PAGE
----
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I don’t like to receive freebies and giveaways. I tend to refuse small gift bags and trinkets that are included in them. When I received them from family members and friends, that’s when I came up with a plan that I implemented years ago, when I lived in San Francisco.
Years ago, when I lived in San Francisco, my studio was directly across the street from Golden Gate Park. This park is the largest park in San Francisco and it was approximately 1,017 acres and over 3 miles running West to East and  half a mile running North to South. I would visit my family on the peninsula and always ended up bringing back food. I was given Nutrigrain bars, health bars, and even packaged produce. Because I was starting my zero waste lifestyle in San Francisco, I didn’t want to open these individually packaged items. Instead, I would create care packages for the homeless population, who slept in the park after everyone left.
Let me explain, Golden Gate Park is open from 9am every morning, and closes at 5 pm each evening. Since I lived across the street from the park, I was very aware of the public presence in the park. Each night, after the park closed, the homeless population would move in and set up camp for the night. I used to run along the street that framed the park’s north edge. I would run West and head out to Ocean Beach, then turn around and run back, and I would see them heading into the park.
During that time, I worked the swing shift when I was and EMT, so my hours were strange. But I would put together care packages in which I would hand out to the homeless when I can back from work.
I know that those individually packed items still produced trash but I had a decision to make. The dilemma was, either I refuse the items and inevitably they go into the trash, or I can somehow make good use of it. Not everyone can live a zero waste life and I understood that. Not everyone cares to live a zero waste life and I understood that too.
This was my way of trying to make a positive contribution to a situation I was aware of. When the packages were made, I would hand them out. None of the individual packages were opened so the recipients knew that the food had not been tampered with. Most everyone was open to accepting the food and were thankful for the snacks.
I wrote this post because recently I received a few airline amenity kits from a relative who travels on Delta Airlines for work.  She travels a lot so she had a bunch stocked up. I decided to go out and find recipients to give these kits to.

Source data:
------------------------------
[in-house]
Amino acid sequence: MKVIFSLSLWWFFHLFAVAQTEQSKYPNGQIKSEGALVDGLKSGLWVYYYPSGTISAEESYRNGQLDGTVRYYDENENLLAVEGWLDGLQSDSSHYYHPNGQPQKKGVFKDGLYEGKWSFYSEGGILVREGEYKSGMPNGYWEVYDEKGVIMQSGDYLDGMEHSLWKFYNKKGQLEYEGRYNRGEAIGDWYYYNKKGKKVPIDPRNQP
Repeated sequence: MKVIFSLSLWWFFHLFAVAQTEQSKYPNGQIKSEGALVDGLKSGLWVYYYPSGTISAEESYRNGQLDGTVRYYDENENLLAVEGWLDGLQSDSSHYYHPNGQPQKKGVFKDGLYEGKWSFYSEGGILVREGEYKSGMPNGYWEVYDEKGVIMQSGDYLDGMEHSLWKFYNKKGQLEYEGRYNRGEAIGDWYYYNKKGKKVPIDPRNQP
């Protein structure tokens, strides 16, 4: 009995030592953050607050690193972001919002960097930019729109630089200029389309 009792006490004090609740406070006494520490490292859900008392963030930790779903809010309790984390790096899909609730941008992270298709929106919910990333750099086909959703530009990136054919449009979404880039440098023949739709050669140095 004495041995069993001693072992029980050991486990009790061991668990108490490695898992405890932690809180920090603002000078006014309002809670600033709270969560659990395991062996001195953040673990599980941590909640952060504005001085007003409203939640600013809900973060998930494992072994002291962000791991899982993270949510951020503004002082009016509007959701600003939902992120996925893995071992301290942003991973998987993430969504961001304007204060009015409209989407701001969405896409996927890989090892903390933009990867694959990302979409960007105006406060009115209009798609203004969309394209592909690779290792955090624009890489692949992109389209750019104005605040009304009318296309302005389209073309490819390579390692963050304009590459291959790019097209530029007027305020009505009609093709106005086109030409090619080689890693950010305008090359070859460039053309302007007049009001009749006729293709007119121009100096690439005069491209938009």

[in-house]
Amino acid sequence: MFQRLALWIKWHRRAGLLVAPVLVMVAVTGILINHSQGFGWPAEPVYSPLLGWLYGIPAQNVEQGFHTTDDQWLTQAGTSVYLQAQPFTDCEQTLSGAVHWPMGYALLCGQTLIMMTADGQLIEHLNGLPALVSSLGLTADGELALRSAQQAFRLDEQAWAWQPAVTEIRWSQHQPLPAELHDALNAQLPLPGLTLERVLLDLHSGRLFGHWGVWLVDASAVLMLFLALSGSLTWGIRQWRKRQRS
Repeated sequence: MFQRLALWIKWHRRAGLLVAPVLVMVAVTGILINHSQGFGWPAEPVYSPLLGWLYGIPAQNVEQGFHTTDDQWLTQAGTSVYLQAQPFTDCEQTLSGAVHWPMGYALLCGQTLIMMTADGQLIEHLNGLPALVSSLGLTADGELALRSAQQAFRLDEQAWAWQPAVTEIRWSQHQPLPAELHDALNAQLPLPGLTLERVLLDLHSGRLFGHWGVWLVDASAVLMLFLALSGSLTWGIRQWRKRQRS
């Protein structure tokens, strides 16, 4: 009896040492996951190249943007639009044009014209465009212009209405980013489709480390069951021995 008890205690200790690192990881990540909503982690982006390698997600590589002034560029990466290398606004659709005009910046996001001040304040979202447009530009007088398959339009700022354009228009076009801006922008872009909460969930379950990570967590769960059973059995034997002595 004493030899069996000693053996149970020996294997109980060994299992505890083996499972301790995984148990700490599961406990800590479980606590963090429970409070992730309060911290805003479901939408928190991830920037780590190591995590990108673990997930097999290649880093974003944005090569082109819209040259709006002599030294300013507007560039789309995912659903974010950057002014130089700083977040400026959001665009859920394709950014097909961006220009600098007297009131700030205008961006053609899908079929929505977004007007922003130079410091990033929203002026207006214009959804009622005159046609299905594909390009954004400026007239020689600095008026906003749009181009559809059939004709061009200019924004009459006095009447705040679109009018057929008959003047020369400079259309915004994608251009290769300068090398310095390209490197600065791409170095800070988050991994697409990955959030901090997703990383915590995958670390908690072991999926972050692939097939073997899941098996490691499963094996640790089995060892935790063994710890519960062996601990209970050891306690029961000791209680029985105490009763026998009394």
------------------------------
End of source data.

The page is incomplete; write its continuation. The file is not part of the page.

In the day-to-day rush that we live through, it’s reasonable that not everyone is noticed or acknowledged. But if you slow down and look closely, you’ll notice a population that sits in the shadows; a population made up of many circumstances and perhaps painful past stories. Living in California, has its risks and high stakes to bet on. It takes a lot to survive here, much less start a family and establish yourself here. I accept that anyone can become homeless at anytime and it’s always an unfortunate outcome.

A Minimalist’s Short Business Trip

12.15.2016

0800

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So once in awhile, I will take business trips, usually short ones, so that makes me happy. I prefer to leave the long trips associated with personal vacations. Because it’s a short business trip, I thought I would share what I packed. Here is my list:

  1. Clothes:
    1. Day (Business):
      • Tops: 2 dress shirts, 1 jacket
      • Bottoms: 1 pair of black pants
      • Shoes: 1 pair of low heels
    2. Day (Casual):
      • Tops: 1 shirt
      • Bottoms: 1 pair of jeans
    3. Sleepwear & Intimates:
      • Tops: 1 shirt
      • Intimates: 2 changes of intimates
  2. Daily Tools:
    1. Dining:
      1. Reuseable Water bottle, Coffee tumbler
      2. Straw, bamboo fork + spoon (to get through the security check at the airport), napkin
    2. Bathroom:
      1. Travel bath bag
        1. For the sink space area, I pack my:
          • Bamboo toothbrush
          • Dental pick
          • Dental floss (packaged in a paper container)
          • 1/2 bar of soap (I cut my normal sized bars and bring it along)